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2015-0691

Research Proposal

Project Title: 
Impact of Biologic Therapy on the Risk of Arterial and Venous Thromboembolic Events in Chronic Autoimmune Diseases: A Post-Hoc Analysis of RCTs
Scientific Abstract: 

Background: Patients with autoimmune diseases, like rheumatoid arthritis (RA), inflammatory bowel diseases (IBD), psoriatic arthritis (PsA), and ankylosing spondylitis (SpA) are at increased risk of cardiovascular events and venous thromboembolism (VTE), particularly during periods of high disease activity. It is unclear whether biologic therapy modifies this risk.
Objective: To evaluate the association between biologic therapy and risk of major adverse cardiovascular events and VTE in autoimmune diseases.
Study Design: Individual participant-level pooled analysis of RCTs
Participants: Patients in phase III RCTs of infliximab and golimumab in RA, IBD, PsA, or SpA, receiving either placebo or active agent.
Main Outcome Measures: Risk of cardiovascular events and VTE in (a) patients treated with biologics (vs. placebo), and (b) in patients with response to therapy (vs. non-responders).
Statistical Analysis: We will perform 2 separate Cox proportional hazard analyses to evaluate the association between (a) receipt of biologics (vs. placebo), and (b) response to therapy (vs. non-response) on cardiovascular and VTE risk, after pooling data from included RCTs. All analyses will be adjusted for confounders – baseline disease activity, traditional cardiovascular (age, sex, smoking, diabetes, hypertension, hyperlipidemia, obesity, personal or family history of cardiovascular disease, use of aspirin/statins) and VTE risk factors (age, sex, immobility, hospitalization, obesity, smoking, drugs), and co-interventions. Analyses will be stratified by type of autoimmune disease.

Brief Project Background and Statement of Project Significance: 

Autoimmune diseases, including RA, IBD, PsA and SpA have been associated with an increased risk of cardiovascular events and venous thromboembolism.1-7 While traditional cardiovascular risk factors are not over-represented in these patients, chronic inflammation-driven accelerated atherosclerosis and prothrombotic state contribute to this increased risk.2,8 Atherosclerosis is a chronic inflammatory process in which immune cells infiltrate the arterial wall in response to chemotactic signals generated by activated endothelial cells.9,10,11 This association between autoimmune diseases and risk of cardiovascular and VTE events is particularly strong during periods of active disease as compared to periods of remission, consistent with the effect of high inflammatory burden.12,13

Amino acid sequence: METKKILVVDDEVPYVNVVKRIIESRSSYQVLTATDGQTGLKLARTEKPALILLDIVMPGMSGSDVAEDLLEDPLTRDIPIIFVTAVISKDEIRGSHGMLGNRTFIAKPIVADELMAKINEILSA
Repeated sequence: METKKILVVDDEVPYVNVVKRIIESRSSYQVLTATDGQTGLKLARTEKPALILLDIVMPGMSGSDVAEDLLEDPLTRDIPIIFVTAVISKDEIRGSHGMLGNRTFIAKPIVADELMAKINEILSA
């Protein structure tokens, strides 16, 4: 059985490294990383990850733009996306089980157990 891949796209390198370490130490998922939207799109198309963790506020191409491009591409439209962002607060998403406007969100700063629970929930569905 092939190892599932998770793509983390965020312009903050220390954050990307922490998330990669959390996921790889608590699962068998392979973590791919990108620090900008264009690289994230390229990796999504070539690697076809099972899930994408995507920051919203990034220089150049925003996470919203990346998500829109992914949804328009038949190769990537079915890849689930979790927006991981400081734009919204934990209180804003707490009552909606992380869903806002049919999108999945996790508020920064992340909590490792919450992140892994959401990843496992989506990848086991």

Few studies have investigated therapeutic strategies to reduce this risk.14-16 Aggressive treatment of autoimmune diseases with biologic agents may conceivably decrease cardiovascular (and VTE) risk by decreasing inflammatory burden.2, 8 However, observational studies are limited in their ability to infer the effect of disease-modifying therapy on cardiovascular risk due to confounding by severity (i.e., patients with high disease activity, inherently at high cardiovascular risk, are likely to be treated with more potent biologic therapy), so the benefit of therapy may not be apparent.17 Additionally, most observational studies are also at risk of immortal-time bias.18 It is unclear whether any impact of therapy on reducing cardiovascular risk is an independent effect of the treatment or an indirect effect by reducing inflammation.
In this proposal, our objective is to study the impact of biologic therapy both directly (vs. placebo) and indirectly (by comparing responders vs. non-responders) on cardiovascular and VTE risk, within an enriched high-risk population of patients with severe active autoimmune diseases participating in well-designed clinical trials of biologic therapy. Our central hypothesis is that response to treatment (vs. non-response), and not mere receipt of biologics (vs. placebo), is associated with reduced risk of cardiovascular and VTE events in patients with autoimmune diseases.